Why don’t I have Kiffin ahead of Pittman? Well, Arkansas beat Kiffin’s squad, and Pittman certainly inherited a much more challenging situation. Advantage Pittman on that. Long term, you could absolutely make the case that Kiffin is going to have a higher ceiling once he gets a defensive coordinator like Pittman has. But for now, I’m still in wait-and-see mode in terms of Kiffin’s ability to sustain success at a Power 5 program, which is why he’s behind guys like Mike Leach, Gus Malzahn and Mark Stoops.

9. Sam Pittman, Arkansas

He’s the SEC Coach of the Year so far, and I’m not sure it’s that close. Pittman has outperformed all of the first-year SEC coaches so far. Shoot, he beat 2 of them. That was after Arkansas entered the season without an SEC win in over 1,000 days. That was after anonymous coaches said that it looked like Pittman had a roster that was “hit by NCAA sanctions.” That was after his predecessor struggled to even beat Group of 5 teams.

So yes, Pittman deserves a ton of credit for the job he’s done so far. To think that the Razorbacks should be 4-2 right now is astounding. He made excellent personnel hires in Year 1, and clearly, that team loves playing for him. That’s sustainable. If his miraculously salvaged Year 1 recruiting class was any indication, Pittman isn’t going to have any problem getting more talent to Fayetteville, either.

The only reason he isn’t higher on this list is obviously the sample size. We haven’t seen how his team handles legitimate expectations and not being the fun underdog story.

8. Gus Malzahn, Auburn

I always say this, so I apologize if I sound like a broken record — Malzahn is incredibly difficult to rank. On one hand, he’s the only guy on this list who has multiple wins against Nick Saban. Malzahn is 1 of 5 SEC coaches who has been to a national championship game, as well. That’s worth something, even if it was 7 years ago. If this was a list of “most accomplished coaches,” you could make a case that Malzahn is in the top 4.

But it’s not. If you’re building a program, it’s hard to ignore the lack of quarterbacks that Malzahn has developed. It’s also hard to ignore that Kevin Steele’s defense has been doing most of the heavy lifting for the last 4 years. Sure, Malzahn gets credit for hiring him keeping him on The Plains. Don’t take that for granted. Still, Malzahn has had consecutive winning seasons in the SEC just once. Coaches who get $49 million extensions should probably be better than 12-10 in conference play after they get that kind of money. A $21.5 million buyout will keep Malzahn at Auburn even if his team fizzles out down the stretch.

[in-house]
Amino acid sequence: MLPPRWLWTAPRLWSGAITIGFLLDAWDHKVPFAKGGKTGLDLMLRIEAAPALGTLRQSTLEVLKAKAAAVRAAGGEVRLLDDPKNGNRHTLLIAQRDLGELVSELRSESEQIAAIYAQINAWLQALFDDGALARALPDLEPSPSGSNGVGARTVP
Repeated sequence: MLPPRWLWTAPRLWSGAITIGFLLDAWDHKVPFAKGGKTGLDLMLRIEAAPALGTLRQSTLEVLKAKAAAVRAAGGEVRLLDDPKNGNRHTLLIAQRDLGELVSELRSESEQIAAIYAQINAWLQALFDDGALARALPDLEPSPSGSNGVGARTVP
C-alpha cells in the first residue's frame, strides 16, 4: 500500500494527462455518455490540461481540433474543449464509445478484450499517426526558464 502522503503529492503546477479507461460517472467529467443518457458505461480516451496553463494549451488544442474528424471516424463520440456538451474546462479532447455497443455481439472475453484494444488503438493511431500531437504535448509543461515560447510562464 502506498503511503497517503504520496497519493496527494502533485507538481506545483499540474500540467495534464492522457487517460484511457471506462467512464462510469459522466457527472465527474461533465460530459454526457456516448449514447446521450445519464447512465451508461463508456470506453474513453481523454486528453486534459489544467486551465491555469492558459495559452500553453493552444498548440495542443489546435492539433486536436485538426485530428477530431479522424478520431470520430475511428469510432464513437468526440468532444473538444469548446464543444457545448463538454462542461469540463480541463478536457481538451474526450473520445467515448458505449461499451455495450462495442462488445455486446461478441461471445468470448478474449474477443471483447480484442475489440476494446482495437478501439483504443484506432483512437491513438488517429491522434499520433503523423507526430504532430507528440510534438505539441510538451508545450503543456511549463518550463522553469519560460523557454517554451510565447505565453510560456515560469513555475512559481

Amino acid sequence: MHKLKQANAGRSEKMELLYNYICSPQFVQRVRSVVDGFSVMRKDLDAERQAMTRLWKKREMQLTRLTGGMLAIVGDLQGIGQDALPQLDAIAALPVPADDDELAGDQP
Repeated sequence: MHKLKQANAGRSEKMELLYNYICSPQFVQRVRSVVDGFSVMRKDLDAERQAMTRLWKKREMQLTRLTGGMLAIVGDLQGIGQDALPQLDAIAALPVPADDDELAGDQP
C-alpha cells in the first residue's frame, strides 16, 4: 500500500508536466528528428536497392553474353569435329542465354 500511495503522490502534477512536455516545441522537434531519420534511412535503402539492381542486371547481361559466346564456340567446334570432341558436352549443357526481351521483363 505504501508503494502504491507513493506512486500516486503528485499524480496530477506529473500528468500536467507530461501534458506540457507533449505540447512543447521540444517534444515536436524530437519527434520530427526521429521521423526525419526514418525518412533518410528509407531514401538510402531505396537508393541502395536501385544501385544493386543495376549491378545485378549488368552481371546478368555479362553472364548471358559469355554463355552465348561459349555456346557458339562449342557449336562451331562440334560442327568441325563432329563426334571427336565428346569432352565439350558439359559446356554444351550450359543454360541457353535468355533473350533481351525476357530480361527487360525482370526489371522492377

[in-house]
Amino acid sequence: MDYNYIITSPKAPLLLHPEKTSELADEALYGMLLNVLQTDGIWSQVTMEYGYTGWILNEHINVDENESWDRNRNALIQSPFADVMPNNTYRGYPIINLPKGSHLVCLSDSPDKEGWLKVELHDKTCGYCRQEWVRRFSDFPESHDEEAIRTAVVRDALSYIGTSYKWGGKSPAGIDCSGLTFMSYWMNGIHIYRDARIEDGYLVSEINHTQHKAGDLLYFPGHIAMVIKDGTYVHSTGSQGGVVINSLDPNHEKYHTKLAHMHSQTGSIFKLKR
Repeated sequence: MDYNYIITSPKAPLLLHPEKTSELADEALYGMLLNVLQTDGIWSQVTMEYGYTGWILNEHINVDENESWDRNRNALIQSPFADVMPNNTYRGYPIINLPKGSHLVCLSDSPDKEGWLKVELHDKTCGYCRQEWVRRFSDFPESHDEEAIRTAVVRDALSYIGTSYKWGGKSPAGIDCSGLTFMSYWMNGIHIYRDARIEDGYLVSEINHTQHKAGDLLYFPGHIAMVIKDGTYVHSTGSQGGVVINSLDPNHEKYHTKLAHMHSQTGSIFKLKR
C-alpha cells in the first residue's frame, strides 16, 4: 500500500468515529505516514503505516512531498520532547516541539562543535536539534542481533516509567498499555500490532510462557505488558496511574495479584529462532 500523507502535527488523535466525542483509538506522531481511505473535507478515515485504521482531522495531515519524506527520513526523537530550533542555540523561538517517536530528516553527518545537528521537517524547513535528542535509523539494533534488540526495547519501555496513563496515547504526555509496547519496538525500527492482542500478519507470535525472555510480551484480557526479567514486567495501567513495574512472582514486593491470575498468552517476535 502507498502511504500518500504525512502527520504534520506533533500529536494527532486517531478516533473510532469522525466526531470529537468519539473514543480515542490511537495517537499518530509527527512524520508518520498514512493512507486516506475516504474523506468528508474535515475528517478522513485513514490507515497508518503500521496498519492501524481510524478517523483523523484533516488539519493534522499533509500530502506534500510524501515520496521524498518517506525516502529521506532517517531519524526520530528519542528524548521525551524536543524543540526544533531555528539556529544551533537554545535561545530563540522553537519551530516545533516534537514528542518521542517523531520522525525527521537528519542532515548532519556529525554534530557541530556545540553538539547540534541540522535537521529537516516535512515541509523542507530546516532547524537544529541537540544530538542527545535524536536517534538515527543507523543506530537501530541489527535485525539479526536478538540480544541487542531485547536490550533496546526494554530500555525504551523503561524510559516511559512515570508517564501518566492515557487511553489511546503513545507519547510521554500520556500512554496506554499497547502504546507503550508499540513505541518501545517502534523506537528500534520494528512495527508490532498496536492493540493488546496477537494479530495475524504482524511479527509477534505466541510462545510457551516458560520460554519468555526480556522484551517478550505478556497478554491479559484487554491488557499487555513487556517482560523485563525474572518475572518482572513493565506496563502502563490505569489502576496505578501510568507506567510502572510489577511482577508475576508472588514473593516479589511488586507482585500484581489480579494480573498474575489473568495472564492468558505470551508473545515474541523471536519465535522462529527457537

7. Mike Leach, MSU

Don’t get me wrong. This year has been brutal. I’m sure people are looking at this ranking wondering how in the world Leach could even be at No. 7 when his offense is so awful. Leach hasn’t exactly wiped away the skepticism about how he’d handle an SEC job with higher expectations. It’s a bad look to have such prominent players like Kylin Hill opt out midseason. I get that.

But to a certain extent, this was always going to be the case for Leach in Year 1. With his Air Raid system, he was going to stick with it, whether he had the Year 1 personnel to run it or not. He doesn’t have that personnel. It’s the same story we saw from him when he started at Texas Tech and Washington State, where he went a combined 4-13 vs. Power 5 competition in Year 1. Still, this is someone with 12 seasons of 8-plus wins in 18 years as a Power 5 head coach at 2 historical bottom feeders.

As long as Leach can show progress in Year 2 with a roster more suited to what he wants, I think we’ll get more reminders of his offensive track record.

6. Mark Stoops, Kentucky

Yes, I like Stoops more than you. I don’t care. Yes, 2020 has been a bit of a disappointment. I don’t care. Did you know that despite that frustration, especially on the offensive side of the ball, Kentucky still has the No. 1 scoring defense in the SEC? Shocking, I know. That’s a credit to a defensive-minded head coach. Stoops definitely deserves criticism for the lack of offensive adjustments so far. There’s no doubt about that. How he addresses that moving forward could determine whether his program peaked at the end of the 2010s.

Still, if we can not get totally caught up in recency bias, Stoops led the program to its:

  • First win vs. Florida since 1986
  • First win at Tennessee since 1984
  • First winning season in SEC play since 1977
  • First season with double-digit wins since 1977
  • First 3-year stretch with 25 wins since 1951

These things matter. No, Stoops doesn’t have a division title or multiple seasons win double-digit wins yet like others ahead of him. You cannot treat a program like Kentucky, who was in rough shape before he arrived, the same as programs like Florida or Georgia. Stoops has a higher floor in Lexington than many care to admit, and if he stays there, he’ll continue to rewrite the record books.

5. Jimbo Fisher, Texas A&M

There’s something different about this 2020 A&M team compared to the previous 2 that Fisher coached — it has an offensive identity. With a dominant offensive line, a veteran quarterback in total control and skill players who are a nightmare to tackle in space, the Aggies are legitimate. They have totally surpassed my lackluster expectations with how dominant they’ve been since the Alabama loss. Fisher deserves credit for tweaking his team after it was gutted with loss after loss at the wide receiver position.